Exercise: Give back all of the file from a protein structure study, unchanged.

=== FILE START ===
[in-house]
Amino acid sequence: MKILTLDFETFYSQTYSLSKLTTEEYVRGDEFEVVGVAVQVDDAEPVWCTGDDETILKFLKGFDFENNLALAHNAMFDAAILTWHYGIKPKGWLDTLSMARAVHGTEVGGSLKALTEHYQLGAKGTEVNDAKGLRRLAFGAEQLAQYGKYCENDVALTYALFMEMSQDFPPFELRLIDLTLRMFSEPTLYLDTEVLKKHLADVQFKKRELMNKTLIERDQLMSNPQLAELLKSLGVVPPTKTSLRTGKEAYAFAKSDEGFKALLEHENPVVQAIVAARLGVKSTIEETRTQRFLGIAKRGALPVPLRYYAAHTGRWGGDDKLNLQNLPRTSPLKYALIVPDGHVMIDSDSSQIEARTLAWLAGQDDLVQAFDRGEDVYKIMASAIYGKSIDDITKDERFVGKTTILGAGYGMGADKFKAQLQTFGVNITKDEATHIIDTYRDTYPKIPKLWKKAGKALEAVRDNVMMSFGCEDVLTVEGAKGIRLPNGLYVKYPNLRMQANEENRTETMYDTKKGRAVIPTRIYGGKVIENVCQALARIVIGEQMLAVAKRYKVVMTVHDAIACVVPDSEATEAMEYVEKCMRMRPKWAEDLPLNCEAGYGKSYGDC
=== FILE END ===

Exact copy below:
[in-house]
Amino acid sequence: MKILTLDFETFYSQTYSLSKLTTEEYVRGDEFEVVGVAVQVDDAEPVWCTGDDETILKFLKGFDFENNLALAHNAMFDAAILTWHYGIKPKGWLDTLSMARAVHGTEVGGSLKALTEHYQLGAKGTEVNDAKGLRRLAFGAEQLAQYGKYCENDVALTYALFMEMSQDFPPFELRLIDLTLRMFSEPTLYLDTEVLKKHLADVQFKKRELMNKTLIERDQLMSNPQLAELLKSLGVVPPTKTSLRTGKEAYAFAKSDEGFKALLEHENPVVQAIVAARLGVKSTIEETRTQRFLGIAKRGALPVPLRYYAAHTGRWGGDDKLNLQNLPRTSPLKYALIVPDGHVMIDSDSSQIEARTLAWLAGQDDLVQAFDRGEDVYKIMASAIYGKSIDDITKDERFVGKTTILGAGYGMGADKFKAQLQTFGVNITKDEATHIIDTYRDTYPKIPKLWKKAGKALEAVRDNVMMSFGCEDVLTVEGAKGIRLPNGLYVKYPNLRMQANEENRTETMYDTKKGRAVIPTRIYGGKVIENVCQALARIVIGEQMLAVAKRYKVVMTVHDAIACVVPDSEATEAMEYVEKCMRMRPKWAEDLPLNCEAGYGKSYGDC